Child labour likely to increase due to COVID-19 pandemic

10 June 2021

There are 152 million child labourers in the world today. While the number of child labourers has been declining in recent years, the COVID-19 pandemic threatens to cause an unprecedented increase in child labour. To prevent this, concerted and decisive action is needed!

The COVID-19 pandemic has created unprecedented and extreme effects on the mental, physical and nutritional aspects of children. The world has experienced the longest duration of school closures, affecting both learning and access to school meals for children whose nutritional security has been impaired. According to UNICEF, more than 1.5 billion children around the world have had their schooling suspended due to restrictions. This closure of classes has forced children to work, in order to support their families in the face of poor economic conditions.

1 in 10 children work in the world

Child labour is an activity that deprives children of their childhood, their potential, their dignity, and impairs their growth and development. According to the International Labour Organisation, 152 million children, or 1 in 10 children worldwide, are workers. Of these, 64 million are girls and 88 million are boys. Even more seriously, almost half of these children are engaged in hazardous work and 6.3 million are forced into forced labour and human slavery.

Children are pushed into work for a variety of reasons, most often when families fall into extreme poverty, experience income insecurity, face disasters or are uprooted from their homes due to unemployment, human trafficking, conflict and extreme weather events.

A global phenomenon

The prevalence of child labour is not only found mainly in the agricultural sector where it often allows children to contribute as family labour, but it now exists in diversified sectors such as mining, factories, industries, tourism, or construction.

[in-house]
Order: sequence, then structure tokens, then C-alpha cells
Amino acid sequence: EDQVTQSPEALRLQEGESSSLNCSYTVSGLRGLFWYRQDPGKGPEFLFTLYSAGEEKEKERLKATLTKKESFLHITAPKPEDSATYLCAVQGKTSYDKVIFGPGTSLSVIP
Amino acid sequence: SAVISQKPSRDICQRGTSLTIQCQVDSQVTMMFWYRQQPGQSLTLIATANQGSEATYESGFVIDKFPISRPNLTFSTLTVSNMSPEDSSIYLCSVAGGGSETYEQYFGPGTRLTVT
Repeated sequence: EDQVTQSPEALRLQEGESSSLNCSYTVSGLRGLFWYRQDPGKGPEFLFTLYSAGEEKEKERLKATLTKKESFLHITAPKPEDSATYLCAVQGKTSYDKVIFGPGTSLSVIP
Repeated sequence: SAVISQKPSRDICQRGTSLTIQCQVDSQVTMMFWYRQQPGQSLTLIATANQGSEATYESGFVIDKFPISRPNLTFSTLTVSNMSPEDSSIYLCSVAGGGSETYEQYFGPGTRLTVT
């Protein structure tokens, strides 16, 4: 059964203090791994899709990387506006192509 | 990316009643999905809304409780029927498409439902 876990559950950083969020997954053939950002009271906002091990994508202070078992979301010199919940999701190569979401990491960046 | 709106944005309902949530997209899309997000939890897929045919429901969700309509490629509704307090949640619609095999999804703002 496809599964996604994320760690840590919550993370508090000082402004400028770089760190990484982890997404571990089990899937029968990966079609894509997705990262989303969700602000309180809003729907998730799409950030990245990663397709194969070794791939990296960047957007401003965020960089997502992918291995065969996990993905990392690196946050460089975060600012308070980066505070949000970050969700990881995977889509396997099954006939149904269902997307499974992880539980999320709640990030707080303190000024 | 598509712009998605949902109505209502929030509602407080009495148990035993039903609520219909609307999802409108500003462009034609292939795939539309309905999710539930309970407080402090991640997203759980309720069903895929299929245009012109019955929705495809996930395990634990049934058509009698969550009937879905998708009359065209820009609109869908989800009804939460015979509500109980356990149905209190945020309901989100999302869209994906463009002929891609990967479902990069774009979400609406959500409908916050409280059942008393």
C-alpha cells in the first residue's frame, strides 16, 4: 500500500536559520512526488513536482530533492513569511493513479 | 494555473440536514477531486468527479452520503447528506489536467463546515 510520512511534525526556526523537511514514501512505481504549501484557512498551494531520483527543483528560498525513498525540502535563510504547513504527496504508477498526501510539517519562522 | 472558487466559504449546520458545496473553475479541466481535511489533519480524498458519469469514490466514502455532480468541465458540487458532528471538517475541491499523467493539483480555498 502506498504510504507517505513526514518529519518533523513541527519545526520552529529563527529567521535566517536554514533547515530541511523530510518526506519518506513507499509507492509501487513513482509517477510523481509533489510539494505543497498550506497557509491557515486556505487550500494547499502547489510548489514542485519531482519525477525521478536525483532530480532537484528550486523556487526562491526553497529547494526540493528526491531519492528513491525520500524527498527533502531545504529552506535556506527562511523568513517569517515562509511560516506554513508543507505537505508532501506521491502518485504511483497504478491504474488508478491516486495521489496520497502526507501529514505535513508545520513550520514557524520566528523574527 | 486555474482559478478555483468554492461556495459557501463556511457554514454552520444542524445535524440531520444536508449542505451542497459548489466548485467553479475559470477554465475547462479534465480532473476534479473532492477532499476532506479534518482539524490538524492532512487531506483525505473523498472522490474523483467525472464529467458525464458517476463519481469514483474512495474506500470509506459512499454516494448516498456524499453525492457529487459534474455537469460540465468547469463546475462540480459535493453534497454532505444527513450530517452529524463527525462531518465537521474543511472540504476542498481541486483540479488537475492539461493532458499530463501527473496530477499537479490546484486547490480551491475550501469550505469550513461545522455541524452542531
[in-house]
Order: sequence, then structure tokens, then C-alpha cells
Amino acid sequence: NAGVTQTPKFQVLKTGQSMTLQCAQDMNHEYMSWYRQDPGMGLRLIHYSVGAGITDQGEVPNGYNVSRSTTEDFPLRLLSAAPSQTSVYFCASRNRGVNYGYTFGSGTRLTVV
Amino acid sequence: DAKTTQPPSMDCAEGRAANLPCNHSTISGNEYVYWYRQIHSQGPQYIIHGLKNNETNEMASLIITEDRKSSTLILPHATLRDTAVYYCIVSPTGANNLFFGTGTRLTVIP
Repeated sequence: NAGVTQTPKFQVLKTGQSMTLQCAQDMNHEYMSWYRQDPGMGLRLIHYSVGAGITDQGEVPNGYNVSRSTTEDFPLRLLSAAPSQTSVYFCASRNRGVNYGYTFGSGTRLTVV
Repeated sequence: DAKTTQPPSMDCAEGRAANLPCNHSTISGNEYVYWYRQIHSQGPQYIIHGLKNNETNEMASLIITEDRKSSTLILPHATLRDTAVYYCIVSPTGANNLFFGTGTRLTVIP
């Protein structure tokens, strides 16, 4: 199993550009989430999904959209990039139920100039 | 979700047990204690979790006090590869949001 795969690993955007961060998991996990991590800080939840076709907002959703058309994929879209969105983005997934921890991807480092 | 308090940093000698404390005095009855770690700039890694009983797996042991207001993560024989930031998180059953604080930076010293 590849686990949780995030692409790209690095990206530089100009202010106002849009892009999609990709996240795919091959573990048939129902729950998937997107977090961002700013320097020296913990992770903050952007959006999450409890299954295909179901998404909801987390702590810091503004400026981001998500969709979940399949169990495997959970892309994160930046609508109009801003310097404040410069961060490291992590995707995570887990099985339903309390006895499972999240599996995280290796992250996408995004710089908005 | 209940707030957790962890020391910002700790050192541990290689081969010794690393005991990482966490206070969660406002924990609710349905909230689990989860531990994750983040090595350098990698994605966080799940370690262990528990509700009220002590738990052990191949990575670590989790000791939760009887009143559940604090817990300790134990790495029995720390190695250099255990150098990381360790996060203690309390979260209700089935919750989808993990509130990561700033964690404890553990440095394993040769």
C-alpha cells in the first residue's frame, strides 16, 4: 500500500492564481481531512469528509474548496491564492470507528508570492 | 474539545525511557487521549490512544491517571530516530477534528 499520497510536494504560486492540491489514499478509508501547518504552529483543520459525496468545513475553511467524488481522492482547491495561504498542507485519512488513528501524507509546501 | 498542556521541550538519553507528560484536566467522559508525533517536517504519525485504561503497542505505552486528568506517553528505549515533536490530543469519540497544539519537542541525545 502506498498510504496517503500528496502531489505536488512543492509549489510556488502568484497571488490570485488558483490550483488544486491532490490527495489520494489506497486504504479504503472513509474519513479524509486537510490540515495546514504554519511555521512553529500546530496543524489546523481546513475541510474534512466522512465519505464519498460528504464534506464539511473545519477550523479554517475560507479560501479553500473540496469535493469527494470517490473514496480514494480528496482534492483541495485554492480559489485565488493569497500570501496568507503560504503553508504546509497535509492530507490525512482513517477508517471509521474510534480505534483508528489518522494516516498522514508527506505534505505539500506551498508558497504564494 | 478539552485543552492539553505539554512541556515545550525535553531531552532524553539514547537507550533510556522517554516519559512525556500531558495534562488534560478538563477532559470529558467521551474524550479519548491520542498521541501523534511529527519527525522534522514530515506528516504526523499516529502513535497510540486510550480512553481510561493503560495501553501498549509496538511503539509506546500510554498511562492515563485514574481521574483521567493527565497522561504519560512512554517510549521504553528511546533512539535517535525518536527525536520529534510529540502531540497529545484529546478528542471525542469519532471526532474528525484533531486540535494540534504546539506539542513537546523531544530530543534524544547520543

Child labour is a global phenomenon that exists in different forms and intensities in almost every part of the world. However, half of the world's child labourers, 72.1 million, are in Africa while 62.1 million are in Asia and the Pacific[1]. The good news is that over the past two decades, the total number of child labourers has been reduced by 100 million, but the bad news is that the COVID-19 pandemic that has spread around the world has taken a heavy toll on the lives and economic activities of poor and disadvantaged people. According to the Food and Agriculture Organisation (FAO), the number of people suffering from acute hunger in more than 20 countries is expected to soar in the coming months.

Supporting and accompanying disadvantaged families

Aide et Action's study in India on the impact of COVID-19 on migrant children suggests a two-fold increase in the number of children who accompanied their working parents to brick kilns after the first wave of the pandemic. Traditional brick kiln industries often use child labour as part of their operation. To counter this, we have been working for a long time with the children living in the brick kilns to provide them with education, care and to enable the complete elimination of child labour. During the pandemic, Aide et Action helped thousands of migrant workers and their families to return safely to their home villages and reintegrated them into a government health and social welfare programme.

A real risk of aggravation 

The United Nations has declared 2021 the International Year for the Elimination of Child Labour. Goals 7 and 8 of the Sustainable Development Goals (SDGs) challenge the world to eradicate forced labour, modern slavery and, by 2025, child labour in all its forms. Yet the current condition threatens to unleash a wave of child labour. It will therefore be a Herculean task for policy-makers and planners to devise an effective strategy to contain child labour. The elimination of this scourge requires holistic and multiple approaches. Every governmental and non-governmental action for the elimination of child labour should be effectively reinforced by national policies on children's rights, stricter law enforcement, quality social protection, and strengthening the school ecosystem.

[1] Global estimates of child labour : findings and trends 2012-2016 / International Labour Office. Geneva: ILO, 2017

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